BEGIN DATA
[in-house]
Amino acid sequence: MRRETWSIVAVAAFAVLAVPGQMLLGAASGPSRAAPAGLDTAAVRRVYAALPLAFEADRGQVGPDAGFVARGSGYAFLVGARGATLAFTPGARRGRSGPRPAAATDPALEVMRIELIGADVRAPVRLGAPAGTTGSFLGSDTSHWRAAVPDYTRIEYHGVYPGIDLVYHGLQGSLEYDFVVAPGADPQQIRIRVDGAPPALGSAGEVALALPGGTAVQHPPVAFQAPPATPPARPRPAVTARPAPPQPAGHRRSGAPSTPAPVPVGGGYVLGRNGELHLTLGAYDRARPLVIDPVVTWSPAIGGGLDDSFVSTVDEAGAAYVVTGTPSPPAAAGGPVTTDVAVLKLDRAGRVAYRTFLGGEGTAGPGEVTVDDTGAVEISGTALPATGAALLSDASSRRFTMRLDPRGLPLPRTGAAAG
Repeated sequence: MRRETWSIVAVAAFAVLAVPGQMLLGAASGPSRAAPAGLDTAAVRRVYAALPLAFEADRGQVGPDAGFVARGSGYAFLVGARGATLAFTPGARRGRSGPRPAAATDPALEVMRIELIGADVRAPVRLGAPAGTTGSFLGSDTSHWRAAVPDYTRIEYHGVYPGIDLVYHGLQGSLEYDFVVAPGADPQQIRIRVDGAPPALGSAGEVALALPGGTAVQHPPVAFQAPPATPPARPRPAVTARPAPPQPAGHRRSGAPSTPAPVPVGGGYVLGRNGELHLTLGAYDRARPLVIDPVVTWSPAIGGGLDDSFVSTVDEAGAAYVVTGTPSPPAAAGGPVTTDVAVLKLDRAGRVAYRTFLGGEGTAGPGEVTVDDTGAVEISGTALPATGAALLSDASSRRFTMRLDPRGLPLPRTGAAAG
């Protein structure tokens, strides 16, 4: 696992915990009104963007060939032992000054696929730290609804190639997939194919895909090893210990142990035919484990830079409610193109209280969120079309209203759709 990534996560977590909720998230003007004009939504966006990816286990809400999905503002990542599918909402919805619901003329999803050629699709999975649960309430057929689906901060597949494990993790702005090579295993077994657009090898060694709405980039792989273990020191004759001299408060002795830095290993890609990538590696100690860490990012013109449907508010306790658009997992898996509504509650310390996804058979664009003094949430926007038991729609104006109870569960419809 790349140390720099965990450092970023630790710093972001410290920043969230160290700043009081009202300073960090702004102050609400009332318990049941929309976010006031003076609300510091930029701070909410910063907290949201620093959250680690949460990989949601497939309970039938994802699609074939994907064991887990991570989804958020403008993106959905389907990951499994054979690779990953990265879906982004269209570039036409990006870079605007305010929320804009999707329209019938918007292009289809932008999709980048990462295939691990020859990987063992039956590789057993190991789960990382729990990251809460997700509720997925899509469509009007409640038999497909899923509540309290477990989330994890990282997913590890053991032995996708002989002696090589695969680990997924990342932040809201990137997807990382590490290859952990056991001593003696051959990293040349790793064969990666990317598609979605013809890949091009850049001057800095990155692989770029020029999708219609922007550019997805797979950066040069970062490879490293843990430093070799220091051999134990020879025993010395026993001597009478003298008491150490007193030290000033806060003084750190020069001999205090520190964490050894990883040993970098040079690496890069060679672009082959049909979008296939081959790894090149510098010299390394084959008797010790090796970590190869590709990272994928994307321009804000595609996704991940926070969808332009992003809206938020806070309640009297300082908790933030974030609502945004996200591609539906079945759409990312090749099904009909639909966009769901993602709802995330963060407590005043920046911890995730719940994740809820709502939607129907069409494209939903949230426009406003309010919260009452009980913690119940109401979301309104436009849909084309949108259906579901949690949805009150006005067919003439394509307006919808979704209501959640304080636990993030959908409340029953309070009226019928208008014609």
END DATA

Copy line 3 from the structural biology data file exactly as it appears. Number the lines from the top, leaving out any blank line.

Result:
Repeated sequence: MRRETWSIVAVAAFAVLAVPGQMLLGAASGPSRAAPAGLDTAAVRRVYAALPLAFEADRGQVGPDAGFVARGSGYAFLVGARGATLAFTPGARRGRSGPRPAAATDPALEVMRIELIGADVRAPVRLGAPAGTTGSFLGSDTSHWRAAVPDYTRIEYHGVYPGIDLVYHGLQGSLEYDFVVAPGADPQQIRIRVDGAPPALGSAGEVALALPGGTAVQHPPVAFQAPPATPPARPRPAVTARPAPPQPAGHRRSGAPSTPAPVPVGGGYVLGRNGELHLTLGAYDRARPLVIDPVVTWSPAIGGGLDDSFVSTVDEAGAAYVVTGTPSPPAAAGGPVTTDVAVLKLDRAGRVAYRTFLGGEGTAGPGEVTVDDTGAVEISGTALPATGAALLSDASSRRFTMRLDPRGLPLPRTGAAAG